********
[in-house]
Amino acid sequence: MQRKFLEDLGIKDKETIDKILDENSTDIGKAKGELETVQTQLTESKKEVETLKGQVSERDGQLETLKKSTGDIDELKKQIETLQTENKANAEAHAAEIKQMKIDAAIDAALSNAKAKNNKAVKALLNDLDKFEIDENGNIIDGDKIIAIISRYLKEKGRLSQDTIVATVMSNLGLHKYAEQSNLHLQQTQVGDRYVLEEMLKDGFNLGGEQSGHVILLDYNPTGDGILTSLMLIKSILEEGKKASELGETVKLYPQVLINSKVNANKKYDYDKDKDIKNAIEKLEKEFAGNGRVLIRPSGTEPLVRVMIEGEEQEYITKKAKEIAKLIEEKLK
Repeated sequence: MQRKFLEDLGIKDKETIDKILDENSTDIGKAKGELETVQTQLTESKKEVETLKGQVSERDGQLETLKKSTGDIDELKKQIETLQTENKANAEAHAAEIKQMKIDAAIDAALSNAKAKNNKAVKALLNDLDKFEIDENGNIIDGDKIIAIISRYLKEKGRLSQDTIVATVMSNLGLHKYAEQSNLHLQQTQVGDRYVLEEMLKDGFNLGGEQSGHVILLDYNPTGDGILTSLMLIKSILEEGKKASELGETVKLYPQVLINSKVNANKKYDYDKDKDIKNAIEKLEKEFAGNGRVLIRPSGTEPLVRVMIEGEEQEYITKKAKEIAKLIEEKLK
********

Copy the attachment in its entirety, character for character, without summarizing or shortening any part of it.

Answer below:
[in-house]
Amino acid sequence: MQRKFLEDLGIKDKETIDKILDENSTDIGKAKGELETVQTQLTESKKEVETLKGQVSERDGQLETLKKSTGDIDELKKQIETLQTENKANAEAHAAEIKQMKIDAAIDAALSNAKAKNNKAVKALLNDLDKFEIDENGNIIDGDKIIAIISRYLKEKGRLSQDTIVATVMSNLGLHKYAEQSNLHLQQTQVGDRYVLEEMLKDGFNLGGEQSGHVILLDYNPTGDGILTSLMLIKSILEEGKKASELGETVKLYPQVLINSKVNANKKYDYDKDKDIKNAIEKLEKEFAGNGRVLIRPSGTEPLVRVMIEGEEQEYITKKAKEIAKLIEEKLK
Repeated sequence: MQRKFLEDLGIKDKETIDKILDENSTDIGKAKGELETVQTQLTESKKEVETLKGQVSERDGQLETLKKSTGDIDELKKQIETLQTENKANAEAHAAEIKQMKIDAAIDAALSNAKAKNNKAVKALLNDLDKFEIDENGNIIDGDKIIAIISRYLKEKGRLSQDTIVATVMSNLGLHKYAEQSNLHLQQTQVGDRYVLEEMLKDGFNLGGEQSGHVILLDYNPTGDGILTSLMLIKSILEEGKKASELGETVKLYPQVLINSKVNANKKYDYDKDKDIKNAIEKLEKEFAGNGRVLIRPSGTEPLVRVMIEGEEQEYITKKAKEIAKLIEEKLK